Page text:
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tweaker2

Lifer
Aug 5, 2000
13,318
5,235
136
They're welcome to leave the union whenever they like.

The irony of it all is that they can't do that because the welfare states that they control rely too heavily on the rest of the nation to subsidize their many poverty stricken folks of whom in turn rail against the feds for interfering with their "freedom of choice" while gladly accepting the handouts they get from the gov't.

As absurd as that is, those conservatives in need can't and/or refuse to make the leap of logic that they are being forced into poverty by their aristocrat landlords so as to keep them under foot and receptive to their minds being made up for them via being preached to from their political leaders as well as their religious leaders who have the same aforementioned interests of keeping their flocks docile, obedient, ignorant and gullible.
 

K1052

Lifer
Aug 21, 2003
41,081
21,138
136
I've got similar conflict in my house. Wife wants to take kids to Disney World & Universal. I don't want to set foot in that shithole state. Texas is on the list as well. I wouldn't willingly travel to South Dakota either (Noem is a hateful POS pulling similar crap) but had to compromise on that. Wife hasn't seen parents in years and they live there. Her Dad is sounding pretty rough. Where I spend my money seems to be one of the last rights available to me any more.
Go to the California parks. They are closer as well.
 

tweaker2

Lifer
Aug 5, 2000
13,318
5,235
136
Too bad there aren't enough liberals of the Christian faith to tell the so called Christian Evangelicals that real Christianity is socialism pure and simple. But you could get laughed at by other liberals if you professed faith in one of the world's greatest religions.

Wouldn't want to risk being called naive gullible or stupid by people who reject Christianity because they themselves can't forgive.
It seems to me it's the evangelical right that cries out their victimhood the loudest yet does not represent the majority of those who belong to the Christian faith of whom do not wear their religiosity on their sleeves and do not complain about their "religious freedoms" being violated as does the activist evangelicals.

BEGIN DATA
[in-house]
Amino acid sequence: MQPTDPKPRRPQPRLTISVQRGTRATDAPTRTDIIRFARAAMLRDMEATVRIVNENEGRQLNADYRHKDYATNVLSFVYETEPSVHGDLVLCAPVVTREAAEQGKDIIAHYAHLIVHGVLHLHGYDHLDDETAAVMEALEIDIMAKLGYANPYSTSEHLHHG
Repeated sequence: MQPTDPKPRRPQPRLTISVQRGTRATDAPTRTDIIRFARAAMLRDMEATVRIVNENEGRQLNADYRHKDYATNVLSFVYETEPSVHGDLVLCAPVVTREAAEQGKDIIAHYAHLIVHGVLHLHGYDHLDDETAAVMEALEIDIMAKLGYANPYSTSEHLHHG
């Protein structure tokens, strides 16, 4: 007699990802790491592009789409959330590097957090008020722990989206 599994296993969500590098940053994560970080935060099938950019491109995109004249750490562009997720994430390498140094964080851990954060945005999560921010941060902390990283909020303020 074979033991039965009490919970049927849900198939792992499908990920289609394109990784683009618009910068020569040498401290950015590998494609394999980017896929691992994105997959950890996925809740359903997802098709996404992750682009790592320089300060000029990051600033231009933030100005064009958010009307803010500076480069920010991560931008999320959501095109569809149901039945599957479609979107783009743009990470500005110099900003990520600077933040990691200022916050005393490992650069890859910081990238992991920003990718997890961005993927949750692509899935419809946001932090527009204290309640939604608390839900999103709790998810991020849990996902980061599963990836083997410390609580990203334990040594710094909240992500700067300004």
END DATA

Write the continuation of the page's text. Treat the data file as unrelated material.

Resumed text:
I found this Pew Research article interesting:

 
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Brovane

Diamond Member
Dec 18, 2001
4,467
482
126
You just can't make this stuff up. If you are so far to the right of Crenshaw that he it is to your left. You might be a NAZI.

https://www.detroitnews.com/story/news/politics/2022/06/19/crewnshaw-traitor-eye-patch-mccain-hang-texas-republicans/50392127/

“Dan Crenshaw is a traitor!” shouted a man in a pro-Donald Trump hat. “He needs to be hung for treason!”

Crenshaw was quiet at the convention center but responded on Twitter.

“This is what happens when angry little boys like @alexstein99 don’t grow up and can’t get girlfriends,” he tweeted.

Fox News’ Tucker Carlson came up with the “eyepatch McCain” joke while criticizing Crenshaw for supporting a bill to send money and weapons to Ukraine. Crenshaw lost his right eye to an improvised explosive device while serving as a Navy SEAL in Afghanistan.
 

Moonbeam

Elite Member
Nov 24, 1999
69,458
5,028
126
It seems to me it's the evangelical right that cries out their victimhood the loudest yet does not represent the majority of those who belong to the Christian faith of whom do not wear their religiosity on their sleeves and do not complain about their "religious freedoms" being violated as does the activist evangelicals.

I found this Pew Research article interesting:

That is interesting. Maybe it's time that the religiously modest start to take more interest in what the fanatics are doing to religion generally. The whole point of Christianity, in my opinion, is to create the inner joy of life that comes with little ego, but all that evil requires to win is for good people to do nothing, they say. Where is someone like Joseph Nye Welch to ask the religious right if it has no decency.